by Annie McGrail


There is nothing quite like a wonderfully sweet dessert, and while I spent a month in France over the summer studying abroad, I was never without them. However, as I went from one incredible pâtisserie to another I always found myself ordering the same thing: one chocolate macaron (un macaron chocolat). Each one was uniquely delicious as it slowly melted in my mouth with every bite. Macarons come in every flavor imaginable: pistachio, rose, Nutella, vanilla, raspberry and many more. As a chocolate lover myself, I had to stick to the classic chocolate.

Unfortunately, after I returned home, I was never able to find ones that were the right balance of rich flavor and light feel. This drove me to search for the perfect recipe to make great macarons on my own, and I believe I have found it. This recipe for Chocolate Hazelnut Macarons may seem time consuming, but it is completely worth it to make such a remarkable French pastry.

(From, but all ingredients transferred to American measurement standards).

For the macaron shells:

3 cups almond meal

2 2/5 powdered sugar

½ cup cocoa

4 egg whites

2 tbsp strong coffee

1 tsp vanilla

1 1/3 cup sugar (superfine, food processed)

4 egg whites

For the chocolate hazelnut ganache:

2 ¼ cup finely chopped milk chocolate

¾ cup & 2 tablespoons heavy cream

½ stick unsalted butter, softened

5 ½ tbsp Nutella

For macaron shells:

Line 4 – 6 trays with baking paper. Sift the almond meal, icing sugar and cocoa into a large bowl and mix well. Pour 4 egg whites, the coffee and vanilla over the dry ingredients. Do not mix, and set aside.

To make an Italian meringue, put the remaining 4 egg whites in the bowl of an electric mixer fitted with whisk attachment, but do not turn on. Put the superfine sugar and water in a small saucepan and stir. Place over a medium heat and fit with a candy thermometer. Watch the sugar as for it to boil. When the mixture reaches about 230 F, turn on the stand mixer and whip egg whites on high speed, until they form very soft peaks. The sugar should be 239 F at this stage. When the sugar reaches 239 F, turn off the heat. While the egg whites are still beating on high, pour the sugar syrup, very slowly, into the eggs. Aim for a point in between the side of the bowl and the moving whisk. Continue to beat until the mixture cools (feel it through the base of the bowl).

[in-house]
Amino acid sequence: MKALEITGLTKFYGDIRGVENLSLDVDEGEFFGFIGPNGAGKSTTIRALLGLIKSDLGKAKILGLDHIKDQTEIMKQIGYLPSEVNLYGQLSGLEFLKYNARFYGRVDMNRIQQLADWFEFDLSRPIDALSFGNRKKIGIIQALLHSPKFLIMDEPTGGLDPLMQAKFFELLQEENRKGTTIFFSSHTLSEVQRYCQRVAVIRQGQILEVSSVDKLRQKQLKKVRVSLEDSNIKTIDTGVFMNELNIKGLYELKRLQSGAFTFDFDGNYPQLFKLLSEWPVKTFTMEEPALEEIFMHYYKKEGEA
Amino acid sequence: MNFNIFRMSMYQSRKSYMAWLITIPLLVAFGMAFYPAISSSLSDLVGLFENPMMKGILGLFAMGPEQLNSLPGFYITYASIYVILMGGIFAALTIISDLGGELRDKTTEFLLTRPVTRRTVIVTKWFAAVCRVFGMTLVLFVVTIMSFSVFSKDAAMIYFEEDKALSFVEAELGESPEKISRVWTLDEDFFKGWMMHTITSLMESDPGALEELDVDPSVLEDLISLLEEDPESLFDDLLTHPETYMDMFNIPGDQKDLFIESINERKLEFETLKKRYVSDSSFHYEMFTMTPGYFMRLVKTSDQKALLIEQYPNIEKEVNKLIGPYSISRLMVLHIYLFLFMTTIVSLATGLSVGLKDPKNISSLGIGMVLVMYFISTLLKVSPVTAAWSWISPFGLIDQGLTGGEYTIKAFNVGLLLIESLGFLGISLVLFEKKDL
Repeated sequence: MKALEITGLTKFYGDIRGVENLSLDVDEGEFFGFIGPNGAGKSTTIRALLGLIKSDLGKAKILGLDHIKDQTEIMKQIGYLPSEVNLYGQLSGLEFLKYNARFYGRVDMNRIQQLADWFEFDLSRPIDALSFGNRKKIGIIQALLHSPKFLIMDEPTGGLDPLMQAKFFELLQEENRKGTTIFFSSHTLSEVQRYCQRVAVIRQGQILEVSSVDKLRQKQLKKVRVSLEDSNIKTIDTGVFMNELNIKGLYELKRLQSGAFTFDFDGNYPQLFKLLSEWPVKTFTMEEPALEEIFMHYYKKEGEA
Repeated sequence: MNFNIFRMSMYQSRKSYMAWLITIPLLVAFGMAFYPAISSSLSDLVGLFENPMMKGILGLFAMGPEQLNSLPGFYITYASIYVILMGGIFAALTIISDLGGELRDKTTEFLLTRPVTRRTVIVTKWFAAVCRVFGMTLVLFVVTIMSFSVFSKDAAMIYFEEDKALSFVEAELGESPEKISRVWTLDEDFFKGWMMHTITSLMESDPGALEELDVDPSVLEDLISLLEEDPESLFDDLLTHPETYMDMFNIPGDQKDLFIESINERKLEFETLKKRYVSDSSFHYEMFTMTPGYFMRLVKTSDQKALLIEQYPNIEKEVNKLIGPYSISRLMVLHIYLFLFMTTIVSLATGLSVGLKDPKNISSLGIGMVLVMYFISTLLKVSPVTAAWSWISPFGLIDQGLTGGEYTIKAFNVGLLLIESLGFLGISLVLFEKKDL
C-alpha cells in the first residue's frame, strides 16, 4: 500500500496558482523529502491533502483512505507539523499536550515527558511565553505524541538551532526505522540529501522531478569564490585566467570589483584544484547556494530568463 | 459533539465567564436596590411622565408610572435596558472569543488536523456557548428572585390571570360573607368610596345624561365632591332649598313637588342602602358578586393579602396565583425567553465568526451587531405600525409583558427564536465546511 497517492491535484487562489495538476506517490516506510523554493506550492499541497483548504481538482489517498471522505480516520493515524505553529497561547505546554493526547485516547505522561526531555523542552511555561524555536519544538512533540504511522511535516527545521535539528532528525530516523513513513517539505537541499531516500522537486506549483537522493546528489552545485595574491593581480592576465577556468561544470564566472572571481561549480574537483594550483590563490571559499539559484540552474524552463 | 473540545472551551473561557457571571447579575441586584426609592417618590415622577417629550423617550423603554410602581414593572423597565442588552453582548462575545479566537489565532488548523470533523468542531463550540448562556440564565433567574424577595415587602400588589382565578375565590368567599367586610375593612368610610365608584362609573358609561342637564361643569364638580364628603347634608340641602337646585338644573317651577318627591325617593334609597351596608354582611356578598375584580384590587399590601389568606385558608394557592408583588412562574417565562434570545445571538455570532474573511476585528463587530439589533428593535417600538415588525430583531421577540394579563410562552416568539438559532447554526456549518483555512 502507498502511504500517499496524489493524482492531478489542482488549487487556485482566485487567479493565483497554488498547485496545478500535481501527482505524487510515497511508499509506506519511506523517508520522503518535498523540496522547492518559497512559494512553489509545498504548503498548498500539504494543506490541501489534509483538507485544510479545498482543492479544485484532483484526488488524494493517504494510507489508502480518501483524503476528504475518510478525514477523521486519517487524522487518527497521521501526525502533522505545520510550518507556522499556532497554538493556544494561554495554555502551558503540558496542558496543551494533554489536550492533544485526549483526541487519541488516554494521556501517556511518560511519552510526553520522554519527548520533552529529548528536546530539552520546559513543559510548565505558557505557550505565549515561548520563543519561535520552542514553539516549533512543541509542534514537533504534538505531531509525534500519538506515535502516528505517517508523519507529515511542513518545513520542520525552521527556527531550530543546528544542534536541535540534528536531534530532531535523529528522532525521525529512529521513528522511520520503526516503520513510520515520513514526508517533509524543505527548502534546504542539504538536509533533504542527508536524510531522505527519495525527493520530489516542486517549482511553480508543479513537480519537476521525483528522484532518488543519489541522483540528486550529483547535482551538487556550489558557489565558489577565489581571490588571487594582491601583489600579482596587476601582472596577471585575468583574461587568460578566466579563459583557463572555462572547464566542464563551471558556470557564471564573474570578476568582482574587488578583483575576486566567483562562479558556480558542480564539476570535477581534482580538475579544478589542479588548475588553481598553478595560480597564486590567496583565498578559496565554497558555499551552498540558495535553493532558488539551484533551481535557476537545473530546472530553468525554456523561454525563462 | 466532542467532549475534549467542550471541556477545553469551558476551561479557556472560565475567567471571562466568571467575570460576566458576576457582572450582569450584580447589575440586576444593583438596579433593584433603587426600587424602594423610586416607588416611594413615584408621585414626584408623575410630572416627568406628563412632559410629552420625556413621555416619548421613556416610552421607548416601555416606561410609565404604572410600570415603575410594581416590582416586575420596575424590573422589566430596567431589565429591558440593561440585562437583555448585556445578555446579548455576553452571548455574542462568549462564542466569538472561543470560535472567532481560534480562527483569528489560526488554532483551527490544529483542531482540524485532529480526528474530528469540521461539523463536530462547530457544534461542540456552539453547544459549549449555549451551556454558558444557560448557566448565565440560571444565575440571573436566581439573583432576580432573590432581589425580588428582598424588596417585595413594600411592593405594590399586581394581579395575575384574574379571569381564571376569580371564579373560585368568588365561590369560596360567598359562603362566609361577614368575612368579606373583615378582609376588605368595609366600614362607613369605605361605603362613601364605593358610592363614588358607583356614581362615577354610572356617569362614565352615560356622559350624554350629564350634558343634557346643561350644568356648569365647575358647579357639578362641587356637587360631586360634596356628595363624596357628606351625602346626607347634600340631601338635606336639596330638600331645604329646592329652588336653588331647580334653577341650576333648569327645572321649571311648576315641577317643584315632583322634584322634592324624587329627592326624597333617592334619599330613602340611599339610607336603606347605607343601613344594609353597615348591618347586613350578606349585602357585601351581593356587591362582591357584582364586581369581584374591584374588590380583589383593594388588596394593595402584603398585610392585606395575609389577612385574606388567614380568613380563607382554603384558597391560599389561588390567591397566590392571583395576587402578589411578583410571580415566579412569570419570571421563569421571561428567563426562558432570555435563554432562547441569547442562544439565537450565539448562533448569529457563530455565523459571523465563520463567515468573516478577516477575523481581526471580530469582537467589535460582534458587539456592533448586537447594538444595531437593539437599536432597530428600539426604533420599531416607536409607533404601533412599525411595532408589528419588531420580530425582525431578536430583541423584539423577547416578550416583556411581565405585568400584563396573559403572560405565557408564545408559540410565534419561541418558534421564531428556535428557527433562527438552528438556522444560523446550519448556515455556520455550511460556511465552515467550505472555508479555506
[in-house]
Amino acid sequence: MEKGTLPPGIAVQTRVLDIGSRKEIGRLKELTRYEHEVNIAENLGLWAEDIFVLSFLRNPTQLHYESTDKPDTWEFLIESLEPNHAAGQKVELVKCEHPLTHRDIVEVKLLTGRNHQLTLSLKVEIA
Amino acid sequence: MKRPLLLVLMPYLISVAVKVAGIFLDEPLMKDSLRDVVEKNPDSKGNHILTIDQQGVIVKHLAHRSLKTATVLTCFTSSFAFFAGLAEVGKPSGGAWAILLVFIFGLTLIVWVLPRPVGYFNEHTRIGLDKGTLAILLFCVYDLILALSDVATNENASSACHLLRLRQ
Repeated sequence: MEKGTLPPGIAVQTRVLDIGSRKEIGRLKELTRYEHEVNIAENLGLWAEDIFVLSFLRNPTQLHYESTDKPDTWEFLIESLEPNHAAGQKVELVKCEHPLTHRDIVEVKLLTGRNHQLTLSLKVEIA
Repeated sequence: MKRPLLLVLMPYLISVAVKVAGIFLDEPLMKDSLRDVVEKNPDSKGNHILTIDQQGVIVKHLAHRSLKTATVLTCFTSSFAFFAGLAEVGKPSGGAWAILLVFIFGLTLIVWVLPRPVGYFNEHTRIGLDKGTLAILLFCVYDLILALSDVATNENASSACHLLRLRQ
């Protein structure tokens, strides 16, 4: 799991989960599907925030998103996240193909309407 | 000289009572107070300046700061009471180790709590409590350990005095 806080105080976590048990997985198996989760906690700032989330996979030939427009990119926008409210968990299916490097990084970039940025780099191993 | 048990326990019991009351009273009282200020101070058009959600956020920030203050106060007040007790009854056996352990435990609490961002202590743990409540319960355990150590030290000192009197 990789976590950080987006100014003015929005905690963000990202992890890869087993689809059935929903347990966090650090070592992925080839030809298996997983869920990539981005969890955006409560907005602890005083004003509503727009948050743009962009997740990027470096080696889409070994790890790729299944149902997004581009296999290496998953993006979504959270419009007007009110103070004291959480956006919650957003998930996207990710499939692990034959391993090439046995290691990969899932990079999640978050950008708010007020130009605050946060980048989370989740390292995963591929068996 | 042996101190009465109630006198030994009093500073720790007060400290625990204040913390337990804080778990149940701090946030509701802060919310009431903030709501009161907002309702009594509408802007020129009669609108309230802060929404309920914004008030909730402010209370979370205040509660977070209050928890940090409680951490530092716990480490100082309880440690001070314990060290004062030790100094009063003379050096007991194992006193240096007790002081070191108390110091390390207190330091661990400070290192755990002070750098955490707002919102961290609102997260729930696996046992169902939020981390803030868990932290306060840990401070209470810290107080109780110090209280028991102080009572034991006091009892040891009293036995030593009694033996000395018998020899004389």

Fold the Italian meringue into the almond meal mixture in three batches, until well incorporated and smooth. Spoon into a piping bag fitted with medium round nozzle and pipe small 1 inch rounds of mixture onto the lined trays, allowing a little room for spreading. Tap each tray onto the bench a few times, HARD, to remove air bubbles. Repeat until all the mixture is used. Set the trays of macarons aside for about 30 minutes so they can develop a skin.

Preheat the oven to 350 F. Bake the macarons for 11 – 12 minutes, opening the door at the 8 minute mark and the 10 minute mark, in order to let out any steam. If they grow and develop little “feet”, they have worked. They are ready when you can gently lift one off the tray without leaving its foot behind.

Set the macarons aside to cool completely while you make the ganache. Place the finely chopped chocolate in a heatproof bowl. In a small saucepan, bring the cream to the boil and pour it over the chocolate. Set aside for 2 – 3 minutes, then stir, starting from the middle, until the chocolate is melted and incorporated with the cream. Set aside in the refrigerator until firm. Add the melted butter and Nutella to the ganache and use a stick blender to blitz the mixture until it is light and fluffy (you can also do this in a food processor), scraping the sides of the bowl occasionally.

Match the macaron shells up so they have partners of similar size. Upturn one shell of each pair of macarons. Spoon the ganache into a piping bag fitted with a medium round piping tip. Pipe a little ganache onto the center of each upturned macaron. Sandwich it together with its partner.

Keep refrigerated, if not consumed immediately. Makes 50 – 60 macarons.

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